30 October 2015


(I am doing a series of reposts in the lead up to Remembrance Day.)

The Great Wars of the twentieth century are passing from living memory.  Should I live a normal span, I shall see the last of the soldiers of the Second World War pass, even as I saw the last of the First.  For a long time, there was a sense of gratitude to those soldiers, for their courage, for their sacrifice.  George Orwell, writing before the Second World War, said that pacifism was only possible because the pacifists were protected by walls, on which stood rough men, ready to do violence on behalf of the pacifists.  Tom Brokaw famously wrote of the people who overthrew Hitler that they were the Greatest Generation.  But these are not universal positions.  New positions come, bolstered by no sense of history, unfettered by logic.  Books have been written about the Baby Boomers, naming them the greater generation.  There was also this piece (H/t John C Wright):

Toward the end of World War II, Robert Heinlein wrote a letter to well-known SF fan Forrest Ackerman, whose brother had recently been killed in battle. In the letter Heinlein, who had served in the U.S. Navy, explicitly condemned the many SF fans who considered themselves superior to ordinary people yet hadn’t lifted a finger to help win the war. In Heinlein’s words, these fans were “neurotic, selfish, (and) childish” individuals who needed to tackle “the problems of the real world.”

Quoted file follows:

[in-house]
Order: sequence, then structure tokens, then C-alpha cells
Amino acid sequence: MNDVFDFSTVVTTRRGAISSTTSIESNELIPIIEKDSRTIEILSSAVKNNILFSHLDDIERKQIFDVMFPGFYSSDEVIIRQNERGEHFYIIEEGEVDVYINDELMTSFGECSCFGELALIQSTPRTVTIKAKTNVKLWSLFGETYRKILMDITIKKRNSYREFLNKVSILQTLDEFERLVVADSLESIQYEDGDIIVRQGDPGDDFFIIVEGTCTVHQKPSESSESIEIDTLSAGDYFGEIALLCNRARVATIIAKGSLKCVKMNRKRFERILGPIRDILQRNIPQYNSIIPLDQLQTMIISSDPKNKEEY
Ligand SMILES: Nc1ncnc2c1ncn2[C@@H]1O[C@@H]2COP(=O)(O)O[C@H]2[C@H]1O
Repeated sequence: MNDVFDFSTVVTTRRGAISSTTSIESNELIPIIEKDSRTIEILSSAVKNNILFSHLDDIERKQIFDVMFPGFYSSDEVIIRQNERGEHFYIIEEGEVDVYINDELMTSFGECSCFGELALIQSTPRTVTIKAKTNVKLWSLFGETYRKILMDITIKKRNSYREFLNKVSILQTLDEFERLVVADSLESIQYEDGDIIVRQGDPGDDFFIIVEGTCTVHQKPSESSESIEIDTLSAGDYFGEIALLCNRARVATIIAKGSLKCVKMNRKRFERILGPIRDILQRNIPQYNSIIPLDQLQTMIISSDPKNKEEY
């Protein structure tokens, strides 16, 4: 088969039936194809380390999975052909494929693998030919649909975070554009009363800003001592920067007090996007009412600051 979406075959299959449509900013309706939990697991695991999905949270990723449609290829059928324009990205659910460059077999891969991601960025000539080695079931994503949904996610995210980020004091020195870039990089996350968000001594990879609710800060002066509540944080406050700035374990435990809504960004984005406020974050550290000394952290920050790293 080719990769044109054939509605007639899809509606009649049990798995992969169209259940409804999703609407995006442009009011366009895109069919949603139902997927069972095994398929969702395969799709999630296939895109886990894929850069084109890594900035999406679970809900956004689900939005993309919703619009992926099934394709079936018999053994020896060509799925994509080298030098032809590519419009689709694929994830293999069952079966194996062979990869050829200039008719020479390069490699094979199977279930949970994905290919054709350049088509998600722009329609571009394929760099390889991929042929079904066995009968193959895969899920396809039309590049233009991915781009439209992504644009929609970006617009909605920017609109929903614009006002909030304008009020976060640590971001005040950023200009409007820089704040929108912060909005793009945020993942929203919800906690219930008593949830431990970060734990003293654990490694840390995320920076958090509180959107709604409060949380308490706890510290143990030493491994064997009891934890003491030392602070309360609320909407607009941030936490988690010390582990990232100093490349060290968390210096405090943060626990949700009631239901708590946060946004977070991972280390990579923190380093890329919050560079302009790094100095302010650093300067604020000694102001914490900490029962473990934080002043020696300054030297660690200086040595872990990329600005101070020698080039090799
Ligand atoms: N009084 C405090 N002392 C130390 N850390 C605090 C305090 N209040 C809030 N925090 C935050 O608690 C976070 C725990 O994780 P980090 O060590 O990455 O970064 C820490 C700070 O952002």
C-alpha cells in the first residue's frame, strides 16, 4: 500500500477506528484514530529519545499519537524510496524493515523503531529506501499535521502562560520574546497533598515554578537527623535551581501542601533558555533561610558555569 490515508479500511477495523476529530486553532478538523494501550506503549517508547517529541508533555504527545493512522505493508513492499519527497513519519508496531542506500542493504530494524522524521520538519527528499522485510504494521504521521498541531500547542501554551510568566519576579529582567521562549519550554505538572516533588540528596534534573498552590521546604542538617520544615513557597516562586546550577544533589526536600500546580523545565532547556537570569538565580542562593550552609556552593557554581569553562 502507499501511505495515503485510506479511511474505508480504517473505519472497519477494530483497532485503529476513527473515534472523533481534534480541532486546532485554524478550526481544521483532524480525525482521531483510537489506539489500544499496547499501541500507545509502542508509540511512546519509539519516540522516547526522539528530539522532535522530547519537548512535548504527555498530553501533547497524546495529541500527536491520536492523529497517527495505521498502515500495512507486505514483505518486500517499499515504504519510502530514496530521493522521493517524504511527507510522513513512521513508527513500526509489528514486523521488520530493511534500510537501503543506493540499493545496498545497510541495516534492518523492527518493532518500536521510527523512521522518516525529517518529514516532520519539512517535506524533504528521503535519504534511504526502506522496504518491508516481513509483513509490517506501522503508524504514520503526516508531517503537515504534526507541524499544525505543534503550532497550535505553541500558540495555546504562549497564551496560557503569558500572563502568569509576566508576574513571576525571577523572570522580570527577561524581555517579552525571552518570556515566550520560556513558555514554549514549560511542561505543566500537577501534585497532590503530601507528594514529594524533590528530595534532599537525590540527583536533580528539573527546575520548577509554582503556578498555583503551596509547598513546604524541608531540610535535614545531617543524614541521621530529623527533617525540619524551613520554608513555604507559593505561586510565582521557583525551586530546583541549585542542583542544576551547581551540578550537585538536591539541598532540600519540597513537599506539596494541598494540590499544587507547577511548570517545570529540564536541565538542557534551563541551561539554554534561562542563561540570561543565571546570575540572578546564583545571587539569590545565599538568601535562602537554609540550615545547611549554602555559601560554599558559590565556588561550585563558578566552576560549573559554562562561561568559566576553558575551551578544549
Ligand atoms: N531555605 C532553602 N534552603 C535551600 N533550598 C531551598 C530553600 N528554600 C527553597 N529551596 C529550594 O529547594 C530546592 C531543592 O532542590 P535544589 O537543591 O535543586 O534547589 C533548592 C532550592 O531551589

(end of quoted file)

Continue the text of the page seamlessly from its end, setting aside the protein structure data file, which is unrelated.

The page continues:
However, if these fans had written their own letter to Ackerman I have no doubt they would have defended their lives and choices in equally blunt terms (after all, there are very few SF fans who aren’t opinionated about life and politics).

While Heinlein wrote from a military point of view about his desire for self-sacrifice and a sense of duty, these fans would probably have replied that they supported their country by making their own individual choices.

The best way to defend freedom, in this opposing view, was to embrace freedom by living your life the way you choose. (Emphasis mine)

Consider well that last statement.  Read it again, then again, then again.   Consider well the context (the Second World War) and what is being said.

In Canada, during the Second World War we had what was called the Zombie crisis.  The zombies were men who volunteered  to serve in the army, but only for home defence, not for overseas duty, not, in short, to fight.  Some may have been motivated by principle.  Others signed up because it was a job with some pay.  Others because wearing a uniform gave them stature, made them more attractive to the ladies.  The men at the front loathed the zombies.  Many mail calls brought dear John letters from home, many wives or girlfriends who could wait no longer, and gave in, often to one of the zombies.  There were reports of men who, after receiving such letters, presented themselves to enemy fire, passively suicidal.  This writer would have us believe the true heroes were the zombies, and not the men they left spinning in the wind.

We are now being told  that the best way to defend freedom against a genocidal regime bent on world domination, was to stay home, sleep around, and enjoy freedom, and not to surrender that very freedom, even for  little time, to oppose them.  History is being rewritten as memory fades, and we are being told that cowardice is true courage, and the true heroes are those who betrayed and cheated those rough men who manned the walls behind which the cowards cringed.

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